When I first knew Maresfield church, many years ago, its aged vicar rolled out "Thou shalt do no mur-r-r-der" with an accusing timbre that seemed to bring the sin home to all of us. He had also so peculiar a way of pronouncing "Albert," that his prayer for our rulers seemed to make an invidious distinction, and ask a blessing, not for all, but for all but Edward, Prince of Wales.

Some of the oddest of the composite pietistic names that broke out over England during the Puritan revolution are to be found in Sussex registers. In 1632, Master Performe-thy-vowes Seers of Maresfield married Thomasine Edwards. His full name was too much for the village, and four years later is found an entry recording the burial of "Vowes Seers" pure and simple. The searcher of parish registers from whose articles in the Sussex Daily News I have already quoted, has also found that Heathfield had many Puritan names, among them "Replenished," which was given to the daughter of Robert Pryor in 1600. There was also a Heathfield damsel known as "More-Fruits." Mr. Lower prints the following names from a Sussex jury list in the seventeenth century: Redeemed Compton of Battel, Stand-fast-on-high Stringer of Crowhurst, Weep-not Billing of Lewes, Called Lower of Warbleton, Elected Mitchell of Heathfield, Renewed Wisberry of Hailsham, Fly-fornication Richardson of Waldron, The-Peace-of-God Knight of Burwash, Fight-the-good-fight-of-Faith White of Ewhurst, and Kill-sin Pemble of Withyham. Also a Master More-Fruits Fowler of East Hoathly, for it seems that in such names there was no sex.

Among the curious Sussex surnames found by the student of the county archives who is quoted above are the following:—

Pitchfork Sweetname Lies
Devil Slybody Hogsflesh
Leper Fidge Backfield
Handshut Beatup Breathing
Juglery Rougehead Whiskey
Hollowbone Punch Wildgoose
Stillborne Padge Ann.

Almost every name here would have pleased Dickens, while some might have been invented by him, notably Fidge and Padge. One can almost see Mr. Fidge and Mr. Padge drolling it in his pages.

From the Maresfield rocks Buxted is easily reached, about a mile due east; but a far prettier approach is through Buxted Park, which is gained by a footpath out of Uckfield's main street. The charm of Buxted is its deer. Sussex, as we have seen, is rich in parks containing deer, but I know of none other where one may be so certain of coming close to these beautiful creatures. Nor can I recall any other deer that are so exquisitely dappled; but that may be because the Buxted deer were the first I ever saw, thirty years ago, and we like to think the first the best. Certainly they are the friendliest, or least timid. The act of going to church is invested at Buxted with an almost unique attraction, since the deer lie hard by the path. Indeed, the last time I went to church at Buxted I never passed through the door at all, but sat on a gravestone throughout the service and watched the herd in its graceful restlessness. That was twelve years ago. The other day I watched them again and could see no change. Some of the stags were still as of old almost bowed beneath their antlers, although one at any rate was free, for a keeper who passed carried a pair of horns in his hand.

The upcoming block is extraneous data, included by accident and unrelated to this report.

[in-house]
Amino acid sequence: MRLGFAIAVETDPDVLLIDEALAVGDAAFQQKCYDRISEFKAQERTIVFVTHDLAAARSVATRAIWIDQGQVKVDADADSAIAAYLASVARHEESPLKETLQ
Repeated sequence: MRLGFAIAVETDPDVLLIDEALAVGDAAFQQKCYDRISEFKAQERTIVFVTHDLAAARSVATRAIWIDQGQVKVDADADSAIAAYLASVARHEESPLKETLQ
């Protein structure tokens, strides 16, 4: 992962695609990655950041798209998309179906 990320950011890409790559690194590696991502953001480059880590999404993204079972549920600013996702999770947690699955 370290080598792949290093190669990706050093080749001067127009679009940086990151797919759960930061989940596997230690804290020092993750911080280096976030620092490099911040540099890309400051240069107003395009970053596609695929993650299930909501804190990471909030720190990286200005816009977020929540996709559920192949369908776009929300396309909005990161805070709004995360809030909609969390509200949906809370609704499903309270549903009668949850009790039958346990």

The old house at the beginning of the footpath to the church, with a hog in bas-relief on its façade, is known as the Hog House, and is said to have been the residence of Ralph Hogge. Who was Ralph Hogge? Who is Hiram Maxim? Who was Krupp? Who was Nordenfelt? It was Ralph Hogge, iron-master, who in the year 1543 made the first English metal cannon. So at any rate say tradition and Holinshed. Buxted is otherwise most pacific of villages, sleepy and undiscovered.

In Buxted Park.png

In Buxted Park.

In the early years of the last century it boasted the possession of a labourer with a memory of amazing tenacity, one George Watson, who, otherwise almost imbecile, was unable to forget anything he had once seen, or any figure repeated to him.

On the road between Maresfield and Crowborough is Heron's Ghyll, the residence of Mr. Fitzalan Hope. It stands to the east of the road, in one of those hollow sites that alone won the word "eligible" from a Tudor builder. Hard by the road is the perfect little Early English Roman Catholic church which Mr. Hope built in 1897, a miracle, in these hurried florid days, of honest work and simple modest beauty. The church being Roman Catholic one may with confidence turn aside to rest a little in its cool seclusion, relieved of the irritating search for the sexton of the national establishment, and freed from his haunting presence and suggestion that the labourer is worthy of more than his hire.

While on this subject I might remark that a county vicar describing the antiquities of his neighbourhood in one of the Sussex Archæological Society's volumes, writes magnanimously: "A debt of gratitude is certainly due to our Roman Catholic predecessors (whatever error might mix itself with their piety and charity) for erecting such noble edifices, in a style of strength to endure for a late posterity." It seems to me that a very simple way of discharging a portion of this debt would be to imitate the excellent habit of leaving the church doors wide open, as practised by those Roman Catholic predecessors. My own impulse to enter many of the Sussex churches has been principally antiquarian or æsthetic, but to rest amid their gray coolnesses is a legitimate desire which should be fostered rather than discouraged, particularly as it is under such conditions that the soul even of the stranger whose motive is curiosity is often comforted. The arguments in favour of keeping churches closed are unknown to me. Doubtless they are numerous and ingenious, but, doubtless equally, a locked church is a confession of failure; while to urge that one has but to ask for the key to be able to enter a church is no true reply, since hospitality, whether to the body or the soul, loses in sweetness and effect as it loses in spontaneity.

From Heron's Ghyll to Crowborough is a steady climb for three miles, with the heathery wastes of Ashdown Forest on the left and the hilly district around Mayfield on the right.